Index Librorum Prohibitorum


#1

Does anyone know anything about the Index Librorum Prohibitorum? I know It is not in force, but wikipedia (with a reliable source) says this:

“This Congregation for Doctrine of Faith (…) reaffirms that its Index retains its moral value (…) in the sense that it is appealing to the conscience of the faithful (…) to be on their guard against written materials that can put faith and good conduct in danger” - Signed Alfredo card. Ottaviani, June 14, 1966).[1]

en.wikipedia.org/wiki/Index_Librorum_Prohibitorum

Does anyone know anything about this, I will be studying philosophy in september and will probably be required to read many of the books on the index. What should I do?

Please provide a source, I do not want opinions.


#2

Hi Pete,

Methinks you answered your own question. 1)There is no longer a list of prohibited books 2) You should be cautious when reading a book that used to be on the list.

Verbum


#3

**Once in awhile, Wikipedia gets it ‘right’. In this case, the CDF says that the LPI still retains its moral value in that it appeals to the informed conscience of the Christian who reads the material. That means one may read but not embrace, which is a good thing. How would one know otherwise?

Philosophy is a fascinating discipline. Instead of worrying about what philosophical books may be on the LPI, there is no harm in either reading or discussing them in the light of one’s Faith. **


#4

Does anyone know where the last complete Index (1948 ? ) can be obtained? I would be interested in seeing the title list.
*
Michael*


#5

Amazon.com has several books that were included in the ILP as well as books containing lists.


#6

Is it a sin to read these books?


#7

The Church never said the books in themselves were sinful, just that the material contained could end up being an occassion of sin, or harm one’s Faith in some way because of false persuasiveness. I personally have no problem reading the material.


#8

Even when the list was in force, college students, at both Catholic and secular institutions, were usually given a blanket dispensation to read any book assigned to a class.

Since the list no longer exists, no such dispensation is necessary.


#9

Oh thanks for the information, do you have a source?


#10

I can try to find one - I may not have time today.

The list, at least in modern times, was not intended to suppress scholarly study or research. The prohibition applied mainly to casual reading, or reading without proper guidance, as in most cases the issue was heresy or atheistic philosophy.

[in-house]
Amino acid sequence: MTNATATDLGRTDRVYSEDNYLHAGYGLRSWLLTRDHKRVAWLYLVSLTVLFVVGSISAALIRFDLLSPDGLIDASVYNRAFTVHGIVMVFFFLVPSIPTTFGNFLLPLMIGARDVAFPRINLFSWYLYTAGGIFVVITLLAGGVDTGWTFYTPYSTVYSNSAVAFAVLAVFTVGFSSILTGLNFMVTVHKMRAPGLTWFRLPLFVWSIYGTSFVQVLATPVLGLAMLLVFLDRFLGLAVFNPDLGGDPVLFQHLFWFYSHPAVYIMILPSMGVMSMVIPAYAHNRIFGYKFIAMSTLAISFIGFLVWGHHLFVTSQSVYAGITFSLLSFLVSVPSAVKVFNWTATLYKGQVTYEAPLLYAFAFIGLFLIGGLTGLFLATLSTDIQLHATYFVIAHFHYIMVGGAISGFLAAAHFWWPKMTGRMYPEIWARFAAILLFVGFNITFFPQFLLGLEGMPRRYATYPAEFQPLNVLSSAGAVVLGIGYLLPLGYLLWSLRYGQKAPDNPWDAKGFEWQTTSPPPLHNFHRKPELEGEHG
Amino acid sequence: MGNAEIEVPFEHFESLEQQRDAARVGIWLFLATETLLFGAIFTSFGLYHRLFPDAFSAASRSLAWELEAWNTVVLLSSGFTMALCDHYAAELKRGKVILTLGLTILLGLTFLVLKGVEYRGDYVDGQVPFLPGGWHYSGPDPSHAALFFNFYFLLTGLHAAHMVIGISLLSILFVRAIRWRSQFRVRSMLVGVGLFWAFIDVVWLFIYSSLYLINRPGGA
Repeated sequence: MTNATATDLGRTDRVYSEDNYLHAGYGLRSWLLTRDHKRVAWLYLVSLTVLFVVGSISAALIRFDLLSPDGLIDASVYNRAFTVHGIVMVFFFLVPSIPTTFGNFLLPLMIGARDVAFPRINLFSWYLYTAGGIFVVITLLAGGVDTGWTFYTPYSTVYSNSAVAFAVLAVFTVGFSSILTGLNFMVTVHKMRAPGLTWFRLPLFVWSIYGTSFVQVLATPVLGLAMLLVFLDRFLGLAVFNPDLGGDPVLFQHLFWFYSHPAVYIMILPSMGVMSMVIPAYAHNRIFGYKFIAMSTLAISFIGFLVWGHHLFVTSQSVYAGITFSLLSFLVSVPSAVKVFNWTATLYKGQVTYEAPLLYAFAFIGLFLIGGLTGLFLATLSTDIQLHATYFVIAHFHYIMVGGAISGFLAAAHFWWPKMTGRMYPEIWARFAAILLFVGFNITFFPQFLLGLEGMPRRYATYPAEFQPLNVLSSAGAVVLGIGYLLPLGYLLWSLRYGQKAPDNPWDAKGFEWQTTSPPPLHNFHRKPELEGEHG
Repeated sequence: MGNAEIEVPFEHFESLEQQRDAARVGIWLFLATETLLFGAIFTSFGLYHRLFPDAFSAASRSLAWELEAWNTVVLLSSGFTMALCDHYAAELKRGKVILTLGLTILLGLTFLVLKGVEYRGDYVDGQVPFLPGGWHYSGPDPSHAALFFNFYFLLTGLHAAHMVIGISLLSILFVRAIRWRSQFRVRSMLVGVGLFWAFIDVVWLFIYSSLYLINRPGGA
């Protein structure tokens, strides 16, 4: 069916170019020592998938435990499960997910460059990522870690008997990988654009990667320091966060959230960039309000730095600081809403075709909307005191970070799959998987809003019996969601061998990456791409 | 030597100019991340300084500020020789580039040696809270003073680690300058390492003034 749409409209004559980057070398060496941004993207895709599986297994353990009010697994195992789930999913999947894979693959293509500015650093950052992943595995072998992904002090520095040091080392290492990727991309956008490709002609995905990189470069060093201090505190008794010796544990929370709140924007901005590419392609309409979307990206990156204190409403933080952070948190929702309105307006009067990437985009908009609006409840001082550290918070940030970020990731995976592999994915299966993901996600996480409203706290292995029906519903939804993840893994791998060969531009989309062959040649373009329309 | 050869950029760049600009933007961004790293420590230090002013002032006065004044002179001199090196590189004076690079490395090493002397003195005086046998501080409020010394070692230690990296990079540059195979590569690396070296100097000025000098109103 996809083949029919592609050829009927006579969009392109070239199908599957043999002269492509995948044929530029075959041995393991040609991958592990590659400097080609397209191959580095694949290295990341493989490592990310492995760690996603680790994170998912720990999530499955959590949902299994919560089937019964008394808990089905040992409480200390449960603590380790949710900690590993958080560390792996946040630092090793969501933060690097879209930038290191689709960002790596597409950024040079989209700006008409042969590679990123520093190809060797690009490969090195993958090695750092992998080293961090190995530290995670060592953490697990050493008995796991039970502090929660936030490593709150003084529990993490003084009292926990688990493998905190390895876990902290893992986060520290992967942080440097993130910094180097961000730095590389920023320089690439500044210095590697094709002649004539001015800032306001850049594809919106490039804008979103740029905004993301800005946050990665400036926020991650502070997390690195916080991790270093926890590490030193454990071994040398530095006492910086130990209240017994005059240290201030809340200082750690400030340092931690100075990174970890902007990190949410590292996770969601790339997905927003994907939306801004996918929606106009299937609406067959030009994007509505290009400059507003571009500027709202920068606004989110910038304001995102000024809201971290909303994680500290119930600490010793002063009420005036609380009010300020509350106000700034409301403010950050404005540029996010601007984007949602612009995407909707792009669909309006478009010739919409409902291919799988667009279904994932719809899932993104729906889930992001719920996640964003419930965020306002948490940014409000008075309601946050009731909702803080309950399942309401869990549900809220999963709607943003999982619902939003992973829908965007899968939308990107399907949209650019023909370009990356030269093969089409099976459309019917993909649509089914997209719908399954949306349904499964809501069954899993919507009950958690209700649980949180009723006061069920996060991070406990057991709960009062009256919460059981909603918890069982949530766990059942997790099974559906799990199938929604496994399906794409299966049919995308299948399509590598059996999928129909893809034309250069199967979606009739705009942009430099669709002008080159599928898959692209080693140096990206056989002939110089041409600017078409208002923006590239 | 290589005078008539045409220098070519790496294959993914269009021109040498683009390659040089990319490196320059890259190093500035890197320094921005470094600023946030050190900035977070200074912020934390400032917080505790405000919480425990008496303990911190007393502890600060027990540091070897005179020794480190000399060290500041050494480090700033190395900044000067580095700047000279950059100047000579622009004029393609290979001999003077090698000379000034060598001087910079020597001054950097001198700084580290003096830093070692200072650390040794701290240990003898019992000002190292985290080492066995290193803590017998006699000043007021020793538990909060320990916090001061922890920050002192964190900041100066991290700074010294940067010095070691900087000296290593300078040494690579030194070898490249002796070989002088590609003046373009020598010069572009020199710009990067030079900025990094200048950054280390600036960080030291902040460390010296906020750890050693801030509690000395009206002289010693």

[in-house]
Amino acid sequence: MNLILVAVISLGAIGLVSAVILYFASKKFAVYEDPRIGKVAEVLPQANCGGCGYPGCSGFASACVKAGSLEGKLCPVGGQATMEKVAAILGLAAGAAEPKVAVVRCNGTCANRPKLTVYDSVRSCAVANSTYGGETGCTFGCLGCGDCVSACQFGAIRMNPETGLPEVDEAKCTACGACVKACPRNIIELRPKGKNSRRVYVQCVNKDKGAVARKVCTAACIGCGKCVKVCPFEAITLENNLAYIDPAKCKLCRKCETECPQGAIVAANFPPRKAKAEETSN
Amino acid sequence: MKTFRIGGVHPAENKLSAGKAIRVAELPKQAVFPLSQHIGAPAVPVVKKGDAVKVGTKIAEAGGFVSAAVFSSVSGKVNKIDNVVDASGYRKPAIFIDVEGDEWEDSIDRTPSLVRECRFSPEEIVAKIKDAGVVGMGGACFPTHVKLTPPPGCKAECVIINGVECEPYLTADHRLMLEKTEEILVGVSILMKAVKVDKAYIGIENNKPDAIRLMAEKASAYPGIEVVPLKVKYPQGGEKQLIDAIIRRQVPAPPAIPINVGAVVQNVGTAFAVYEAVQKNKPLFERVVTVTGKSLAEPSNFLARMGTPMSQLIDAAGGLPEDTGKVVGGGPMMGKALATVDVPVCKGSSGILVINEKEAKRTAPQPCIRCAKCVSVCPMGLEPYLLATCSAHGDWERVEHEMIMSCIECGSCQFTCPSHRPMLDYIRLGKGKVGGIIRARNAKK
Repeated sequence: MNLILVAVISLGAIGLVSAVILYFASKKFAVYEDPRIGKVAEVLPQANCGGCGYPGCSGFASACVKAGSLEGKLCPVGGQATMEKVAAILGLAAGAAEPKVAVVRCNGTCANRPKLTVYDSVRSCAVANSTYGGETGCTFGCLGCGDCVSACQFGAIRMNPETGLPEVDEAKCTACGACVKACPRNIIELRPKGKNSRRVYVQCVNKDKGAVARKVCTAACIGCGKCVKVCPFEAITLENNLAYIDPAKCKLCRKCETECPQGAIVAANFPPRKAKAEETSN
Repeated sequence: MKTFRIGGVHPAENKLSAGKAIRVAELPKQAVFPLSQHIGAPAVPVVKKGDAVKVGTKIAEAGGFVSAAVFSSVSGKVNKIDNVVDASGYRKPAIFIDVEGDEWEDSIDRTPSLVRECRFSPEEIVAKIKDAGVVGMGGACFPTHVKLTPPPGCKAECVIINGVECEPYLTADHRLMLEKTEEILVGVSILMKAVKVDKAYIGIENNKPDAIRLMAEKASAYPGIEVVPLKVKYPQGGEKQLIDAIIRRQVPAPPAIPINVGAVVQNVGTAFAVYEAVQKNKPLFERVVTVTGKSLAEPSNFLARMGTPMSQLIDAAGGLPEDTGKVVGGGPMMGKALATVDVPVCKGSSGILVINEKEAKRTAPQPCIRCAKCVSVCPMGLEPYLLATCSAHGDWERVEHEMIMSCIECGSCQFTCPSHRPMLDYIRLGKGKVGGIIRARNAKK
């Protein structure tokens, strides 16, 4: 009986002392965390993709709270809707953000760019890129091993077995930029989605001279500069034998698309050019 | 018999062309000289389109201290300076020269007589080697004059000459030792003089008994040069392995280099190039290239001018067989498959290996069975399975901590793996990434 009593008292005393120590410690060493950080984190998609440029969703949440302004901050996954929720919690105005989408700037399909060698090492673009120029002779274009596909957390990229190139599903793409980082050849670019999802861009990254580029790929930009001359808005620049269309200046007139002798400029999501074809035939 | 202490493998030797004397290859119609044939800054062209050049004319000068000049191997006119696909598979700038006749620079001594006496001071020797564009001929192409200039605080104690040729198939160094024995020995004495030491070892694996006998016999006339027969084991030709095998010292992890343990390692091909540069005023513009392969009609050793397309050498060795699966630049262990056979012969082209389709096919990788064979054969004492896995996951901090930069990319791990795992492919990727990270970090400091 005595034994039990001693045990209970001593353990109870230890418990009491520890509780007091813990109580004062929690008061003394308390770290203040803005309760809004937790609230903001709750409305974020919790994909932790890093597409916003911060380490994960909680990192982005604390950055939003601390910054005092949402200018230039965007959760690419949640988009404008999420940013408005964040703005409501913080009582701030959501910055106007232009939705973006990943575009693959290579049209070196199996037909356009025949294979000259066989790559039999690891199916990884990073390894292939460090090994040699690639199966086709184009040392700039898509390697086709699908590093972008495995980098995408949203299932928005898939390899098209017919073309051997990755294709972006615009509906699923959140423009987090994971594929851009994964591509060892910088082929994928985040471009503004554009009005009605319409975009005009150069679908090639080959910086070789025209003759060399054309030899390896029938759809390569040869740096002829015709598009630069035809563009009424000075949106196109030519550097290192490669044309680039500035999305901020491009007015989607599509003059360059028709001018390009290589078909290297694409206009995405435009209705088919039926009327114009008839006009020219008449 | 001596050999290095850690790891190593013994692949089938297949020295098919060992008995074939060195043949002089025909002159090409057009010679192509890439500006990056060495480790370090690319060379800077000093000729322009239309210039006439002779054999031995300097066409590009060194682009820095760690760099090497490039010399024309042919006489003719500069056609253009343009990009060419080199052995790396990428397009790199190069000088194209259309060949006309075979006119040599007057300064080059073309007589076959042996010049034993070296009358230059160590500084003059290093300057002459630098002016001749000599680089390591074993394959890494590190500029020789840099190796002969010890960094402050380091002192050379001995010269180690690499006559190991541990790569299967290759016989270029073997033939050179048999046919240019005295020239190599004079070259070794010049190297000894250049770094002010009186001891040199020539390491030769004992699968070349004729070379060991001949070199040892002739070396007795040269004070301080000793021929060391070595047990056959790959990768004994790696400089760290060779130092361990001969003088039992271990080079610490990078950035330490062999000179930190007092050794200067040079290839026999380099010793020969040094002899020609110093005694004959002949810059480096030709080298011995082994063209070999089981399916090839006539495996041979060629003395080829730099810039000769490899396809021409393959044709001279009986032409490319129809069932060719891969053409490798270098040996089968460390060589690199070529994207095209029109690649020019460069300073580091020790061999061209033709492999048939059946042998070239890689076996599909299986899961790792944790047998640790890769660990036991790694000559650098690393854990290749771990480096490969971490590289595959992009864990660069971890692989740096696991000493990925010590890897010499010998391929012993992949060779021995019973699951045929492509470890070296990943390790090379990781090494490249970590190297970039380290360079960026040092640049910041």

#11

To Pete_: Here is an excerpt from the now-outdated Catholic Encyclopedia:

Since the prohibition of books concerns all, anyone wishing to use forbidden books is bound to get a dispensation either from the Apostolic See or from some person specially authorized by the pope (paragraph 23). By paragraph 24 full powers to that effect are given to the Roman Congregation of the Index as well as to that of the Holy Office; also to the Congregation for the Propagation of the Faith with regard to the countries under it and to the Magister Sacri Palatii Apostolici with reference to Rome. Bishops as well as prelates with apostolic jurisdiction have the aforesaid power, according to paragraph 25, by virtue of their office, only in urgent cases for individual books; they are however, invested with full power, either directly by the Apostolic See or through the Congregation of the Index or the Propaganda. Dispensations are to be granted with prudence, and on just and reasonable grounds. The general authority given to bishops directly by the pope, in the so-called quinquennial faculties, may be delegated by them to others since the Decree of 14 December, 1898 (Acta S. Sedis, XXXI, 384). The bishops of England have this power from the Congregation of the Propaganda, and they make use of it by delegating it to their priests; thus, the latter may, without further formalities, give permission (e.g., to their penitents) to read forbidden books. Still a confessor, or even a bishop, who foresees that the reading of prohibited writings would expose the petitioner to great risk regarding faith or morals, would not be free to grant the desired dispensation; and if the petitioner nevertheless obtains it, he is not allowed to make use of it, since he is at all times bound by the natural law.

newadvent.org/cathen/03519d.htm

To repeat, however, there is no longer any such prohibition and no such dispensation is required.

If you have further scruples, you should talk the matter over with your pastor or a Catholic educator.


#12

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